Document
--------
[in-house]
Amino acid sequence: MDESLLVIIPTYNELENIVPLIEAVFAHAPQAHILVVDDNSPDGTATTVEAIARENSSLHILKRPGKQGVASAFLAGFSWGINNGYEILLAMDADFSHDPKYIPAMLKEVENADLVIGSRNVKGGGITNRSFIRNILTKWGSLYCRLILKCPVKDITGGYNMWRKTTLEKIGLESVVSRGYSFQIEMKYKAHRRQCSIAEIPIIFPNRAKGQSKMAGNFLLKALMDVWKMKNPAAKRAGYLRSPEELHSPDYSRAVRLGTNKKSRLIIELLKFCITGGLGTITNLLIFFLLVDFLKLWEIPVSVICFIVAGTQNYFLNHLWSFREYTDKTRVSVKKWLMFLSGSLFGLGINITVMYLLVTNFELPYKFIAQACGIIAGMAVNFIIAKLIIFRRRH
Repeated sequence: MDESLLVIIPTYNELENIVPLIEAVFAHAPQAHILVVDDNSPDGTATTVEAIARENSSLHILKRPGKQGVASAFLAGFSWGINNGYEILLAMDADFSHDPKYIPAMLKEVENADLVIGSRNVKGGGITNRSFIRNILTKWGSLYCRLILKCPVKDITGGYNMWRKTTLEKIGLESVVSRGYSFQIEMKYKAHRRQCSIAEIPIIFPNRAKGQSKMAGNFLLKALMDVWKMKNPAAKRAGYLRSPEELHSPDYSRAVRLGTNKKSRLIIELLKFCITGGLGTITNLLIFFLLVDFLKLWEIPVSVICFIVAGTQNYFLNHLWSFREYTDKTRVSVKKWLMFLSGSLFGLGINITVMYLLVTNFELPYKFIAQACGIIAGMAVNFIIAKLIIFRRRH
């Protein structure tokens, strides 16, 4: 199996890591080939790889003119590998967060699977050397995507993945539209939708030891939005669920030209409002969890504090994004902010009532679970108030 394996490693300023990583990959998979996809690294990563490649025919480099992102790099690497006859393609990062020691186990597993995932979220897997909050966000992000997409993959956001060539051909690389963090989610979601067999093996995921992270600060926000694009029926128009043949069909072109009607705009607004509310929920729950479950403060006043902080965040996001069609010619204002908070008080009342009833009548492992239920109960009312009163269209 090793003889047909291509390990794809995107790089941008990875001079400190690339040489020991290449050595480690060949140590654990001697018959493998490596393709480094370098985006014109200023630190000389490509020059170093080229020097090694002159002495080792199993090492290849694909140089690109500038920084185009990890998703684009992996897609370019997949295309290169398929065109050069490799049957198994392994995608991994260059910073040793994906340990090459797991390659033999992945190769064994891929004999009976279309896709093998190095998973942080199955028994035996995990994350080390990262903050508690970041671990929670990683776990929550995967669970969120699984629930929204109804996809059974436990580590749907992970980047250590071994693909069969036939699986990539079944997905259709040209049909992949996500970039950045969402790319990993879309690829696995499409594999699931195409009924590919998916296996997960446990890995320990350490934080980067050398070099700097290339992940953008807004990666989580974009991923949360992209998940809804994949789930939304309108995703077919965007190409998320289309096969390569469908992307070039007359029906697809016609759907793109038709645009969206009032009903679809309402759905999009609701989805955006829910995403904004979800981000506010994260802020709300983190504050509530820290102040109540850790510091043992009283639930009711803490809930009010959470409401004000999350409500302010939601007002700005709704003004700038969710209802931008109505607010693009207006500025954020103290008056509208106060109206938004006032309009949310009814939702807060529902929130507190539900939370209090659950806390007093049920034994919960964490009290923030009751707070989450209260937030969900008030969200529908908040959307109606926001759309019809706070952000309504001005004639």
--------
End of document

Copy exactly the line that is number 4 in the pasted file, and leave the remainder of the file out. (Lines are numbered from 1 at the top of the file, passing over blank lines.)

């Protein structure tokens, strides 16, 4: 199996890591080939790889003119590998967060699977050397995507993945539209939708030891939005669920030209409002969890504090994004902010009532679970108030 394996490693300023990583990959998979996809690294990563490649025919480099992102790099690497006859393609990062020691186990597993995932979220897997909050966000992000997409993959956001060539051909690389963090989610979601067999093996995921992270600060926000694009029926128009043949069909072109009607705009607004509310929920729950479950403060006043902080965040996001069609010619204002908070008080009342009833009548492992239920109960009312009163269209 090793003889047909291509390990794809995107790089941008990875001079400190690339040489020991290449050595480690060949140590654990001697018959493998490596393709480094370098985006014109200023630190000389490509020059170093080229020097090694002159002495080792199993090492290849694909140089690109500038920084185009990890998703684009992996897609370019997949295309290169398929065109050069490799049957198994392994995608991994260059910073040793994906340990090459797991390659033999992945190769064994891929004999009976279309896709093998190095998973942080199955028994035996995990994350080390990262903050508690970041671990929670990683776990929550995967669970969120699984629930929204109804996809059974436990580590749907992970980047250590071994693909069969036939699986990539079944997905259709040209049909992949996500970039950045969402790319990993879309690829696995499409594999699931195409009924590919998916296996997960446990890995320990350490934080980067050398070099700097290339992940953008807004990666989580974009991923949360992209998940809804994949789930939304309108995703077919965007190409998320289309096969390569469908992307070039007359029906697809016609759907793109038709645009969206009032009903679809309402759905999009609701989805955006829910995403904004979800981000506010994260802020709300983190504050509530820290102040109540850790510091043992009283639930009711803490809930009010959470409401004000999350409500302010939601007002700005709704003004700038969710209802931008109505607010693009207006500025954020103290008056509208106060109206938004006032309009949310009814939702807060529902929130507190539900939370209090659950806390007093049920034994919960964490009290923030009751707070989450209260937030969900008030969200529908908040959307109606926001759309019809706070952000309504001005004639």